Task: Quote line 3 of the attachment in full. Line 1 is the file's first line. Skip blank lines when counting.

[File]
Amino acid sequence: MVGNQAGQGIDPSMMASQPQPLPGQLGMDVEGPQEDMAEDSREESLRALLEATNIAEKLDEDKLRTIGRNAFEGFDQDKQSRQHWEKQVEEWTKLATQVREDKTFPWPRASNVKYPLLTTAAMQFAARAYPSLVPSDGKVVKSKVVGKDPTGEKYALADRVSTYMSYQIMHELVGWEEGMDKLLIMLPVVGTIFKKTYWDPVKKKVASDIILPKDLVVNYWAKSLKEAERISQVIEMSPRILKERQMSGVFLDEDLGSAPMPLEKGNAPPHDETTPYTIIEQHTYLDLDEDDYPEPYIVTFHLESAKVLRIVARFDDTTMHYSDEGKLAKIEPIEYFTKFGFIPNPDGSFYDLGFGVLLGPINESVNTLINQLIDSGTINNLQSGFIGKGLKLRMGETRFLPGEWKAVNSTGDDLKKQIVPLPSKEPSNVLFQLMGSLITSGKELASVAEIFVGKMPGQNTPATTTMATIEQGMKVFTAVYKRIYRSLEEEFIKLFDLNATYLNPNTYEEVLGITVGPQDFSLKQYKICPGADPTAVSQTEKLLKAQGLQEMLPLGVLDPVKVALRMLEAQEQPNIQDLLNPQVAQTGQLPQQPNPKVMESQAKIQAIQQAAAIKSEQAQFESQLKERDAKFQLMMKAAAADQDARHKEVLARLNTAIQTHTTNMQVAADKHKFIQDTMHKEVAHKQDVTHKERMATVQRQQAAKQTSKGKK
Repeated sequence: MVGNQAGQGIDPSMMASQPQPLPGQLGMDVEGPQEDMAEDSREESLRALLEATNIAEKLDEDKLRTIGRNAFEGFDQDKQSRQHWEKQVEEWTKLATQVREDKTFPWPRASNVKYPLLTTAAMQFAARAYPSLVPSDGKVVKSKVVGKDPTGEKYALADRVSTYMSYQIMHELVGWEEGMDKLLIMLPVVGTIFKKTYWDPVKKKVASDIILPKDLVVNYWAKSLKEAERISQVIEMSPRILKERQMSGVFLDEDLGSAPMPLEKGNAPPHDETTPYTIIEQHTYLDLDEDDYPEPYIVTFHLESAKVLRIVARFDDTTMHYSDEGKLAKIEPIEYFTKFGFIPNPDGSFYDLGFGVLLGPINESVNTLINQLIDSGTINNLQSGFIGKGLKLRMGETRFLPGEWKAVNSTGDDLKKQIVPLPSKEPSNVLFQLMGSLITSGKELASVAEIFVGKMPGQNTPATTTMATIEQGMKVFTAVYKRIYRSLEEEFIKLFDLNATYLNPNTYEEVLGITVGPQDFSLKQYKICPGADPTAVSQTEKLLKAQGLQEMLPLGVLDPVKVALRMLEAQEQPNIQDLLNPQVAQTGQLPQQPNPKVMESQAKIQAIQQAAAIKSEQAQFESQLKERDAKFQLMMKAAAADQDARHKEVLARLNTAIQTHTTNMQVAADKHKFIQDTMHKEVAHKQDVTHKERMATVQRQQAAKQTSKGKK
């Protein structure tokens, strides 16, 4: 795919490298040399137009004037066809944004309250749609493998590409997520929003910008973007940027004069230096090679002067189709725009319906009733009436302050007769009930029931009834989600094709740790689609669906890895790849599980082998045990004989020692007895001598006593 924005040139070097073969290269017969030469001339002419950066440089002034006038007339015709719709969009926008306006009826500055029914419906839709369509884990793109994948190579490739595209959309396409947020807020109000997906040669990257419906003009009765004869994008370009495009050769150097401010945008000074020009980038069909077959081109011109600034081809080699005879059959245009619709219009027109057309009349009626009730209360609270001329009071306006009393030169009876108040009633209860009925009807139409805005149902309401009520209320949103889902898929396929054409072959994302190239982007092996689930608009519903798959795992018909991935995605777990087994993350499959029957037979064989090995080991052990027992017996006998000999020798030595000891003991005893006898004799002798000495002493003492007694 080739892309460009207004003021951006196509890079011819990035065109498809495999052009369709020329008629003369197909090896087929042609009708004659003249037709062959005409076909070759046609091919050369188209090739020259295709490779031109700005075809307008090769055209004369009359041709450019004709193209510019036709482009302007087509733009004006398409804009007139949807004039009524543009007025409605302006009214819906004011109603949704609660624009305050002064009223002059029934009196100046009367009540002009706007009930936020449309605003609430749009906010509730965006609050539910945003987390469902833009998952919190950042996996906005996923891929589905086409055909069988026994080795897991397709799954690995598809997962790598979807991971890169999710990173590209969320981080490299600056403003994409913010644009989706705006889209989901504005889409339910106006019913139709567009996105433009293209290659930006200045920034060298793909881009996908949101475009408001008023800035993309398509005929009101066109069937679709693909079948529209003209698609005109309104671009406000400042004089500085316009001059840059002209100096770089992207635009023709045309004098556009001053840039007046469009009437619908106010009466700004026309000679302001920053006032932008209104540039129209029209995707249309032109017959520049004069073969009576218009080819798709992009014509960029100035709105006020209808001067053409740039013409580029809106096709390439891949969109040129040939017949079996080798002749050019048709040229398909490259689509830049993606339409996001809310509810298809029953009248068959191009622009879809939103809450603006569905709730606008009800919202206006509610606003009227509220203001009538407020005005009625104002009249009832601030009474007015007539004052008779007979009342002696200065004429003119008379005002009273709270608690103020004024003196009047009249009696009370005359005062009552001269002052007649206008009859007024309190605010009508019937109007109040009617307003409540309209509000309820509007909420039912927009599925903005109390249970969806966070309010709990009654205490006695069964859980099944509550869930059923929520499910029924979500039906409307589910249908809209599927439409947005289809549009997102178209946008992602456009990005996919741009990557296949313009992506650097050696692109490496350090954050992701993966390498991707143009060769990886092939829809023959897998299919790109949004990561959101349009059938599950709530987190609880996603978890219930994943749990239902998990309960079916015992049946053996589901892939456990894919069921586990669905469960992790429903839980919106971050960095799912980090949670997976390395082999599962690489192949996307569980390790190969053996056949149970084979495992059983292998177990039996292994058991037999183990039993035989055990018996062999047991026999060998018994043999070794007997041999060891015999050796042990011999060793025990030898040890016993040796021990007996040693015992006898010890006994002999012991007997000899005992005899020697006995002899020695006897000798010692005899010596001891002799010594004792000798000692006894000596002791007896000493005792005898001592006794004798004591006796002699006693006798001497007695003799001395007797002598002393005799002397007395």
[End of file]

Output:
């Protein structure tokens, strides 16, 4: 795919490298040399137009004037066809944004309250749609493998590409997520929003910008973007940027004069230096090679002067189709725009319906009733009436302050007769009930029931009834989600094709740790689609669906890895790849599980082998045990004989020692007895001598006593 924005040139070097073969290269017969030469001339002419950066440089002034006038007339015709719709969009926008306006009826500055029914419906839709369509884990793109994948190579490739595209959309396409947020807020109000997906040669990257419906003009009765004869994008370009495009050769150097401010945008000074020009980038069909077959081109011109600034081809080699005879059959245009619709219009027109057309009349009626009730209360609270001329009071306006009393030169009876108040009633209860009925009807139409805005149902309401009520209320949103889902898929396929054409072959994302190239982007092996689930608009519903798959795992018909991935995605777990087994993350499959029957037979064989090995080991052990027992017996006998000999020798030595000891003991005893006898004799002798000495002493003492007694 080739892309460009207004003021951006196509890079011819990035065109498809495999052009369709020329008629003369197909090896087929042609009708004659003249037709062959005409076909070759046609091919050369188209090739020259295709490779031109700005075809307008090769055209004369009359041709450019004709193209510019036709482009302007087509733009004006398409804009007139949807004039009524543009007025409605302006009214819906004011109603949704609660624009305050002064009223002059029934009196100046009367009540002009706007009930936020449309605003609430749009906010509730965006609050539910945003987390469902833009998952919190950042996996906005996923891929589905086409055909069988026994080795897991397709799954690995598809997962790598979807991971890169999710990173590209969320981080490299600056403003994409913010644009989706705006889209989901504005889409339910106006019913139709567009996105433009293209290659930006200045920034060298793909881009996908949101475009408001008023800035993309398509005929009101066109069937679709693909079948529209003209698609005109309104671009406000400042004089500085316009001059840059002209100096770089992207635009023709045309004098556009001053840039007046469009009437619908106010009466700004026309000679302001920053006032932008209104540039129209029209995707249309032109017959520049004069073969009576218009080819798709992009014509960029100035709105006020209808001067053409740039013409580029809106096709390439891949969109040129040939017949079996080798002749050019048709040229398909490259689509830049993606339409996001809310509810298809029953009248068959191009622009879809939103809450603006569905709730606008009800919202206006509610606003009227509220203001009538407020005005009625104002009249009832601030009474007015007539004052008779007979009342002696200065004429003119008379005002009273709270608690103020004024003196009047009249009696009370005359005062009552001269002052007649206008009859007024309190605010009508019937109007109040009617307003409540309209509000309820509007909420039912927009599925903005109390249970969806966070309010709990009654205490006695069964859980099944509550869930059923929520499910029924979500039906409307589910249908809209599927439409947005289809549009997102178209946008992602456009990005996919741009990557296949313009992506650097050696692109490496350090954050992701993966390498991707143009060769990886092939829809023959897998299919790109949004990561959101349009059938599950709530987190609880996603978890219930994943749990239902998990309960079916015992049946053996589901892939456990894919069921586990669905469960992790429903839980919106971050960095799912980090949670997976390395082999599962690489192949996307569980390790190969053996056949149970084979495992059983292998177990039996292994058991037999183990039993035989055990018996062999047991026999060998018994043999070794007997041999060891015999050796042990011999060793025990030898040890016993040796021990007996040693015992006898010890006994002999012991007997000899005992005899020697006995002899020695006897000798010692005899010596001891002799010594004792000798000692006894000596002791007896000493005792005898001592006794004798004591006796002699006693006798001497007695003799001395007797002598002393005799002397007395």